Consolidated Biscuit is one of the few big employers in northwest Ohio, and after eleven years earning around $12.50 an hour there, Lawhorn was stuck hunting for work in a region where jobs are scarce. He estimates that he applied for more than a hundred, including security guard positions paying only $7 an hour, but he says he never got a single call. Eventually he borrowed money from his kids to buy a truck to haul garbage for his neighbors, which brought in a little extra cash until gas prices got too high. He and his wife skated along on her wages from a retail distribution center, but then she developed heart trouble and ended up out of work herself. "Times really, really got hard," he says. "I'm 52 years old. At 52, you shouldn't borrow from your children; you should loan to them. You shouldn't wonder how do you buy your grandchildren a Christmas present." Though Lawhorn received a paycheck in time for Christmas last year, Consolidated Biscuit is still contesting the order to give him back pay.
At least Lawhorn got his job back; one of his fired co-workers died before the case was resolved. Nationwide, some 86,000 workers have been fired over the past eight years for trying to unionize (countless others have been threatened), and only a fraction of these get reinstated by the NLRB. So Lawhorn's return to the forklift is what passes for a victory these days, under the shredded protections of the 1935 National Labor Relations Act, whose intent was not merely to protect the right to collective bargaining but to "encourag[e] the practice."
That, says Cornell University's Kate Bronfenbrenner, is long gone. According to her research, employers fire workers in a quarter of all campaigns, threaten workers with plant closings or outsourcing in half and employ mandatory one-on-one meetings where workers are threatened with job loss in two-thirds. All of these tactics are illegal. Unions, meanwhile, are consigned to getting out their message off the clock and off the premises. "The fact that our labor law has no penalties for employer violations, no punitive damages, no financial penalties, that the worst thing that happens to employers when they commit egregious violations is a slap on the wrist, has emboldened employers to break the law at an extreme that is really astonishing," says Bronfenbrenner.
The crisis is so deep that in a rising number of campaigns, unions have abandoned board-certified elections altogether, instead using public pressure to secure union recognition from employers when a majority of workers sign cards. Over the past decade, the number of election petitions has fallen by 41 percent. Take the Communications Workers of America: within a year and a half of pressuring management at Cingular (now AT&T) to recognize card check, CWA had organized 30,000 new members. But CWA recently lost three elections in a row at Comcast worksites, despite enjoying majority support--the result of antiunion threats from Comcast. With Employee Free Choice in place, CWA could have used card check even with this sort of intransigent employer.
Likewise, with Employee Free Choice in effect, Consolidated Biscuit workers would have had a union since May 2002, when a majority first signed cards. With the threat of arbitration, a contract would have been signed before the end of the year, likely boosting pay to $20 an hour. And the penalty for firings may have been stiff enough--triple back pay plus penalties--that Lawhorn and the others might never have lost their jobs.
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What would its passage unleash now? Though union membership has slid to 12 percent in recent decades, the desire to unionize has grown--from 30 percent of nonunion workers in the mid-1980s to 53 percent of them now. "Look, the bill will not stop corporate unionbusting," says the AFL-CIO's head of strategic research, Kenneth Zinn, "but it will level the playing field for workers to join a union." If the bill passes, says Change to Win campaign director Bob Callahan, his federation's unions--including the Service Employees, Teamsters, and Food and Commercial Workers--are poised to organize on a massive scale. He predicts 5 million new members in the first eighteen months after passage--meaning, he says, 5 million workers winning a double-digit raise, nearly a million of them lifted out of poverty. Zinn imagines whole industries, and even the "right to work" South, possibly opening up to unionization.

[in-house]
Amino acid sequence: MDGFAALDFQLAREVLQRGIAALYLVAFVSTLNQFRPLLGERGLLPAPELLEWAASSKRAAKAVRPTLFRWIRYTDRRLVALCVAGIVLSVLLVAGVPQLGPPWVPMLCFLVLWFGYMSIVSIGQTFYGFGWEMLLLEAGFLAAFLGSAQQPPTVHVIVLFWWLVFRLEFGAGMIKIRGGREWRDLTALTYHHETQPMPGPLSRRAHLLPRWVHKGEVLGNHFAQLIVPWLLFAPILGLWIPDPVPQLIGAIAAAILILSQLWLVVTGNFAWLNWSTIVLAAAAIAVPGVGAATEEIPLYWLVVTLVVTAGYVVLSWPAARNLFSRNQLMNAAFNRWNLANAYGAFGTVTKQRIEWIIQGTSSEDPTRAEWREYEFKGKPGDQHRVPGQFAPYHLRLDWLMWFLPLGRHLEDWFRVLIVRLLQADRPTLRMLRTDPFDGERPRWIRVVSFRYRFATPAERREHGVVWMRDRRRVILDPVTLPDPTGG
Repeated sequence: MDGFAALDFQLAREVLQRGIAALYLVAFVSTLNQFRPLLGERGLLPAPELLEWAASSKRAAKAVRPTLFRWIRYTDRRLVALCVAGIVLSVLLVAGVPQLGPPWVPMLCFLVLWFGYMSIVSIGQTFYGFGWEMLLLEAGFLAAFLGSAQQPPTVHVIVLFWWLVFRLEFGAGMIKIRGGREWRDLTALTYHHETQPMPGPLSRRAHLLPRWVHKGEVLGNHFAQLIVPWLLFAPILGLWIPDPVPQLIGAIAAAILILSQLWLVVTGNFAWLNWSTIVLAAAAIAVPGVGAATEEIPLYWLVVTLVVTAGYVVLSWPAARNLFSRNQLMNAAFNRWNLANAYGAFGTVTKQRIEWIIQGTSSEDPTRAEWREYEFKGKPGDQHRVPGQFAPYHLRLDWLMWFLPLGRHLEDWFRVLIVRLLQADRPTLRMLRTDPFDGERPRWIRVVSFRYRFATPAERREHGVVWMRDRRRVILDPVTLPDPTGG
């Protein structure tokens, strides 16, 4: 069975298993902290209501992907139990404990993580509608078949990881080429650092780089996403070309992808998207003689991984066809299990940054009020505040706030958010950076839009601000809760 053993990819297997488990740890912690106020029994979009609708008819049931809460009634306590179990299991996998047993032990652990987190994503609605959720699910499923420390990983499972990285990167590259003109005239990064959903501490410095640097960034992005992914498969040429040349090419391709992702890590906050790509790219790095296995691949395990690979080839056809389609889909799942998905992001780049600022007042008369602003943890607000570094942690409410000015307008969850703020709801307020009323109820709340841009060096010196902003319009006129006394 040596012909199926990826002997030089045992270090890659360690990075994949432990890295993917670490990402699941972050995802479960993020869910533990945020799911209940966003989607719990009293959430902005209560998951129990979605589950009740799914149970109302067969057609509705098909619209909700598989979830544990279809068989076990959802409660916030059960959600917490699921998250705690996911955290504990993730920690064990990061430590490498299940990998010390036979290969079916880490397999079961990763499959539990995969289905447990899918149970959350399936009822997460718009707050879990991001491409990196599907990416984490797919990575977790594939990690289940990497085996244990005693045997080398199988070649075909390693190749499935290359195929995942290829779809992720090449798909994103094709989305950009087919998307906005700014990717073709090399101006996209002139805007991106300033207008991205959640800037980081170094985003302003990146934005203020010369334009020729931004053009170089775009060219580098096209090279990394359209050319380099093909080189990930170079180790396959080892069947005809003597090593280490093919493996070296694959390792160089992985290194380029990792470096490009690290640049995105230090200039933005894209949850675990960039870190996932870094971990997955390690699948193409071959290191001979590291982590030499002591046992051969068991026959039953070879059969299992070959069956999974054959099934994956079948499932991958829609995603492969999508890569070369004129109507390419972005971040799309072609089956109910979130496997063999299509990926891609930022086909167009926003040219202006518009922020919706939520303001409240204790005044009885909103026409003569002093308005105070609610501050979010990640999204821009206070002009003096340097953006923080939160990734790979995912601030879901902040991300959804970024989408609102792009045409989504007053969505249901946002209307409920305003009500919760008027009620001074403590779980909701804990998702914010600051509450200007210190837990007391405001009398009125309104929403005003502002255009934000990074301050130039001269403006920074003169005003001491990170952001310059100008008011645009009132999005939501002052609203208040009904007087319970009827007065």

With the concentration of wealth approaching 1929 levels, there is a forceful case to be made that unionization holds the best chance for a reversal. Corporate profits have doubled since 2001, while real wages have flatlined and the number of workers earning poverty wages has risen to nearly a quarter of the workforce. Unionized workers earn between 15 and 28 percent more than their nonunion counterparts and receive far better health and retirement benefits, and when unions reach a high enough density in a particular industry, wages in nonunion shops tend to rise to meet the new standard.
But unionization rates have been crashing for decades. "Historically, unionization basically created the middle class," says economist James Galbraith. "First, by its direct effect on the wages and benefits of unionized workers; second, by its indirect effect on the wages of workers who weren't unionized; and third, by the impact unions had on the creation of the social institutions that underpin the middle class, such as Social Security, Medicare, Medicaid--the very structures of the New Deal and the Great Society." A line tracing the rise of wealth inequality and one tracing the decline in unionization make a perfect mirror image of each other.
The business community's massive campaign this past fall to defeat candidates who supported Employee Free Choice focused on the misbegotten claim that the legislation would take away workers' right to choose a union by secret ballot election. Actually, labor law allows either a secret ballot or majority sign-up, at the discretion of the employer; the bill would simply put that choice in the hands of the workers. Still, the Chamber, betting on its trumped-up prodemocracy message, dumped millions of dollars on ads with this message in nine battleground states, some using a Sopranos actor to play the union tough who just might kneecap you if you vote no. Interestingly, the gambit failed. Voters in these states told pollsters that secret ballot in union elections ranked last on their list of concerns; many more said they were troubled by the excessive power of big corporations than said they were troubled by the power of big labor.